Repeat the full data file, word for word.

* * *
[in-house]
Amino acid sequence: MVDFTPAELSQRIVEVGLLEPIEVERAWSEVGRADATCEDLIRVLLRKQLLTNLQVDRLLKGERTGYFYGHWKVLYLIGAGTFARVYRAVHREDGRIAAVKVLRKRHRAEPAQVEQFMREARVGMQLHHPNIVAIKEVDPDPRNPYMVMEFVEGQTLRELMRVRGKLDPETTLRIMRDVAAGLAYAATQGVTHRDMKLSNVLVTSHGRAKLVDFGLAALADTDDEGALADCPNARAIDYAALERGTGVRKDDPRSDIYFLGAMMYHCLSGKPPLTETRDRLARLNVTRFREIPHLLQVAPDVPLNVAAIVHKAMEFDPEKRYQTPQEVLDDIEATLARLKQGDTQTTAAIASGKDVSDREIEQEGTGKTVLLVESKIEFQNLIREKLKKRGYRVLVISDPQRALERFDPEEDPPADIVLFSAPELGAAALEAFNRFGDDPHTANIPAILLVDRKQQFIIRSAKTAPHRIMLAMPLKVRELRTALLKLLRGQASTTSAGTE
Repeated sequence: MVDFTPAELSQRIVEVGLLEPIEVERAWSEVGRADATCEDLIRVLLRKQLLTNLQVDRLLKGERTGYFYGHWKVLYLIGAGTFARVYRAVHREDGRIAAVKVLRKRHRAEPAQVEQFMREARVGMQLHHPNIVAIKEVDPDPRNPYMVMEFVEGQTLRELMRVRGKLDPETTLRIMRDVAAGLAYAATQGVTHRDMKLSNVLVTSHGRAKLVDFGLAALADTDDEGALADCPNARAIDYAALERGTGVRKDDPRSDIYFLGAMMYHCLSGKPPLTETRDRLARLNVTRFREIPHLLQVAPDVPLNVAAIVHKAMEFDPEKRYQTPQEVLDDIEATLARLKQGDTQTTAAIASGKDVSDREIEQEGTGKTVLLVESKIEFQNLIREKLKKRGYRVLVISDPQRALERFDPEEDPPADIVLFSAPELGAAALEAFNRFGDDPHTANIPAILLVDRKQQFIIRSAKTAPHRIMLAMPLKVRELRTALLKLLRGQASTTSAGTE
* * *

[in-house]
Amino acid sequence: MVDFTPAELSQRIVEVGLLEPIEVERAWSEVGRADATCEDLIRVLLRKQLLTNLQVDRLLKGERTGYFYGHWKVLYLIGAGTFARVYRAVHREDGRIAAVKVLRKRHRAEPAQVEQFMREARVGMQLHHPNIVAIKEVDPDPRNPYMVMEFVEGQTLRELMRVRGKLDPETTLRIMRDVAAGLAYAATQGVTHRDMKLSNVLVTSHGRAKLVDFGLAALADTDDEGALADCPNARAIDYAALERGTGVRKDDPRSDIYFLGAMMYHCLSGKPPLTETRDRLARLNVTRFREIPHLLQVAPDVPLNVAAIVHKAMEFDPEKRYQTPQEVLDDIEATLARLKQGDTQTTAAIASGKDVSDREIEQEGTGKTVLLVESKIEFQNLIREKLKKRGYRVLVISDPQRALERFDPEEDPPADIVLFSAPELGAAALEAFNRFGDDPHTANIPAILLVDRKQQFIIRSAKTAPHRIMLAMPLKVRELRTALLKLLRGQASTTSAGTE
Repeated sequence: MVDFTPAELSQRIVEVGLLEPIEVERAWSEVGRADATCEDLIRVLLRKQLLTNLQVDRLLKGERTGYFYGHWKVLYLIGAGTFARVYRAVHREDGRIAAVKVLRKRHRAEPAQVEQFMREARVGMQLHHPNIVAIKEVDPDPRNPYMVMEFVEGQTLRELMRVRGKLDPETTLRIMRDVAAGLAYAATQGVTHRDMKLSNVLVTSHGRAKLVDFGLAALADTDDEGALADCPNARAIDYAALERGTGVRKDDPRSDIYFLGAMMYHCLSGKPPLTETRDRLARLNVTRFREIPHLLQVAPDVPLNVAAIVHKAMEFDPEKRYQTPQEVLDDIEATLARLKQGDTQTTAAIASGKDVSDREIEQEGTGKTVLLVESKIEFQNLIREKLKKRGYRVLVISDPQRALERFDPEEDPPADIVLFSAPELGAAALEAFNRFGDDPHTANIPAILLVDRKQQFIIRSAKTAPHRIMLAMPLKVRELRTALLKLLRGQASTTSAGTE